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Key Leaders of South American Drug Cartel & Transportation
Broker Convicted in Seattle Trial

SEATTLE, WA –Three men, who were extradited from Colombia following an undercover investigation led by the U.S. Drug Enforcement Administration (DEA), were convicted of drug trafficking and money laundering charges in Seattle following a two week jury trial. The investigation involved a multi-ton cocaine drug trafficking conspiracy. The jury deliberated about one day before returning guilty verdicts on all charges May 3, 2011. Miguel Antonio Jimenez Torres, a/k/a “Miguel Angel Jimenez,” 40, Hector Fabio Zapata Alvares, a/k/a “Hector Fabio Zapata,” 30, and Nivaldo Riascos Renteria, 41, all citizens of Colombia, will be sentenced by U.S. District Judge James L. Robart on August 8, 2011.

According to the records filed in the case and testimony at trial, Miguel Jimenez acted as a transportation broker, assisting several different drug cartels with locating ships and planes to transport tons of cocaine from South America to Mexico, Africa and Europe. One of the drug trafficking organizations he conspired with was the Riascos Drug Trafficking Organization (DTO). Testimony at trial revealed that the Riascos DTO had a contract to acquire 70 tons of cocaine from the paramilitary group known as FARC- the Revolutionary Armed Forces of Colombia, which is designated by the United States as a terrorist organization. The FARC controls cocaine production in South America, which is the only region in the world where cocaine is produced, and uses the proceeds of cocaine trafficking to finance their terrorist activity.

In 2007, an undercover DEA agent posed as a shipping executive with offices located in Seattle, Washington, Miami, Florida and Vancouver, Canada. Jimenez, Zapata, Riascos and others met with the DEA agent in Panama, Aruba and Ecuador to arrange the transport of ten tons of cocaine. Specifically, the defendants negotiated with the undercover agent to hide their cocaine in ballast tanks on the vessels, which are located underneath the vessel’s cargo tanks, and not readily accessible to law enforcement who may attempt to inspect the vessel’s cargo. The conspirators agreed to pay the undercover agent $350 per kilogram of cocaine that was transported, and then wired more than $491,000 from Mexico as a down payment for transporting 10 tons of cocaine from the coast of Ecuador to Mexico.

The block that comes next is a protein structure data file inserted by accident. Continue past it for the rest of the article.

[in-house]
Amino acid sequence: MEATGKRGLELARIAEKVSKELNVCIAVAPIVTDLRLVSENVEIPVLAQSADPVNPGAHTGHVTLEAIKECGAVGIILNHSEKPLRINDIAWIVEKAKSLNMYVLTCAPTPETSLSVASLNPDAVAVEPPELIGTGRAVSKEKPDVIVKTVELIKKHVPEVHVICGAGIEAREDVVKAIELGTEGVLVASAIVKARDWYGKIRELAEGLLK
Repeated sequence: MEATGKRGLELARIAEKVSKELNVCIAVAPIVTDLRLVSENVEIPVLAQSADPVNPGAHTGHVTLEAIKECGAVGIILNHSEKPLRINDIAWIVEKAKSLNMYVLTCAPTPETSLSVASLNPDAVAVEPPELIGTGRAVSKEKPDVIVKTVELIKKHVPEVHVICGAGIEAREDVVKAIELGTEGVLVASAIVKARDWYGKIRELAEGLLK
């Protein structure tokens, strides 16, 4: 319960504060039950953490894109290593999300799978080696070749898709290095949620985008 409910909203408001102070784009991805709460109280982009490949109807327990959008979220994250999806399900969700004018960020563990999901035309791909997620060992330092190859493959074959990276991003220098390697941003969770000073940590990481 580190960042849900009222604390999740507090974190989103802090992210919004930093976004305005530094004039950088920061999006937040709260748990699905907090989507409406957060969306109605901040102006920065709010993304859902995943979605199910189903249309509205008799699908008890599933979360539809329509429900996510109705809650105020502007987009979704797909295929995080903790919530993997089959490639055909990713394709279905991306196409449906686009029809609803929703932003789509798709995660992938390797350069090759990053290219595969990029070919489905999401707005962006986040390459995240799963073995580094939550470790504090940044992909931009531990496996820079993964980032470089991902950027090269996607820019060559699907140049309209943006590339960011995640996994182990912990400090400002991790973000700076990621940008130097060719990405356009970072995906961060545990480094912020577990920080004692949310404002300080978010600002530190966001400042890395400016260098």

During the negotiations, members of the organization inspected additional vessels to transport a second ten-ton load of cocaine, which was to occur immediately after the completion of the first drug transportation contract. As part of the negotiations, the Riascos DTO provided the undercover agent nautical coordinates where the cocaine was to be transferred to their Mexican counterparts, off the coast of Mexico. These coordinates corresponded to a geographical area controlled by the Beltran-Leyva drug trafficking organization, which is known by Mexican law enforcement to distribute ton quantities of cocaine into the United States through the southwest border between Mexico and the United States.

In early 2008, the Colombian army raided a FARC campsite located in Ecuador, and the FARC leader Raul Reyes was killed. Testimony at trial revealed that the Riascos DTO had members at the FARC campsite days before the raid. The Riascos DTO told the undercover agent that as a result of this military incursion, the transportation of cocaine would be postponed. The United States government then proceeded with seeking the extradition of the five individuals charged in the conspiracy to import and distribute cocaine.

Two of the five people indicted in the cocaine trafficking conspiracy were killed prior to the arrest of the defendants in Colombia. Jimenez, Zapata, and Riascos were taken into custody in Colombia in February 2009, and were extradited to the U.S. in 2010 and early 2011.

Riascos and Zapata were convicted of conspiracy to import cocaine and conspiracy to distribute cocaine. Riascos has a prior drug trafficking conviction from the Eastern District of New York, so he faces a mandatory minimum 20 years to life in prison. Zapata faces a mandatory minimum of ten years to life in prison.

Jimenez was convicted of conspiracy to import cocaine, conspiracy to distribute cocaine, and conspiracy to engage in money laundering and 16 counts of money laundering. Jimenez faces ten years to life in prison when sentenced.

The investigation was led by the Drug Enforcement Administration, and was financed fully by the money the drug cartel sent to the U.S. as a down payment for the shipping. This was an Organized Crime and Drug Enforcement Task Force (OCDETF) investigation, providing supplemental federal funding to the federal and state agencies involved.


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